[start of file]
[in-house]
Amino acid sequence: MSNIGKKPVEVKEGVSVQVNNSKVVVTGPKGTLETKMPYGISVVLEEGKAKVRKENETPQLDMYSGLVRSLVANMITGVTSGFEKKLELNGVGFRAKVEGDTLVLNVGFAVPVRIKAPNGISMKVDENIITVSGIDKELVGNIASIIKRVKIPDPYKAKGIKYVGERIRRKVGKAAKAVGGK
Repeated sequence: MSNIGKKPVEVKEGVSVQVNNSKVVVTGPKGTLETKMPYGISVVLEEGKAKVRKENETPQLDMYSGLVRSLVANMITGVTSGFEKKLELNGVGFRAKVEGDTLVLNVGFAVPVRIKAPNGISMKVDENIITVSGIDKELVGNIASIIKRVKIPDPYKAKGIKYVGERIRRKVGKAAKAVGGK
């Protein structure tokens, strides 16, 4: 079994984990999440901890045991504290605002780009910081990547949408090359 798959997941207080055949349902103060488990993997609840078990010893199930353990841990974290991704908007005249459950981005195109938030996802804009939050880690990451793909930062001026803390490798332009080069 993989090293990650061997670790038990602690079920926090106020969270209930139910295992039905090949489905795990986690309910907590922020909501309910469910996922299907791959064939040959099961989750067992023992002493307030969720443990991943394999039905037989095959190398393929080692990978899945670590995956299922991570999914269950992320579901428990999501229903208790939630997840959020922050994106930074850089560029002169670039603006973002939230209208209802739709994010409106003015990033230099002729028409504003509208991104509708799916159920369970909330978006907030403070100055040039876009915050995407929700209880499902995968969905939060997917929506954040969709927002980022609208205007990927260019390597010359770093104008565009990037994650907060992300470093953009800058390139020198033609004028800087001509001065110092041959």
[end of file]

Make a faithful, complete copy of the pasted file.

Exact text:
[in-house]
Amino acid sequence: MSNIGKKPVEVKEGVSVQVNNSKVVVTGPKGTLETKMPYGISVVLEEGKAKVRKENETPQLDMYSGLVRSLVANMITGVTSGFEKKLELNGVGFRAKVEGDTLVLNVGFAVPVRIKAPNGISMKVDENIITVSGIDKELVGNIASIIKRVKIPDPYKAKGIKYVGERIRRKVGKAAKAVGGK
Repeated sequence: MSNIGKKPVEVKEGVSVQVNNSKVVVTGPKGTLETKMPYGISVVLEEGKAKVRKENETPQLDMYSGLVRSLVANMITGVTSGFEKKLELNGVGFRAKVEGDTLVLNVGFAVPVRIKAPNGISMKVDENIITVSGIDKELVGNIASIIKRVKIPDPYKAKGIKYVGERIRRKVGKAAKAVGGK
């Protein structure tokens, strides 16, 4: 079994984990999440901890045991504290605002780009910081990547949408090359 798959997941207080055949349902103060488990993997609840078990010893199930353990841990974290991704908007005249459950981005195109938030996802804009939050880690990451793909930062001026803390490798332009080069 993989090293990650061997670790038990602690079920926090106020969270209930139910295992039905090949489905795990986690309910907590922020909501309910469910996922299907791959064939040959099961989750067992023992002493307030969720443990991943394999039905037989095959190398393929080692990978899945670590995956299922991570999914269950992320579901428990999501229903208790939630997840959020922050994106930074850089560029002169670039603006973002939230209208209802739709994010409106003015990033230099002729028409504003509208991104509708799916159920369970909330978006907030403070100055040039876009915050995407929700209880499902995968969905939060997917929506954040969709927002980022609208205007990927260019390597010359770093104008565009990037994650907060992300470093953009800058390139020198033609004028800087001509001065110092041959």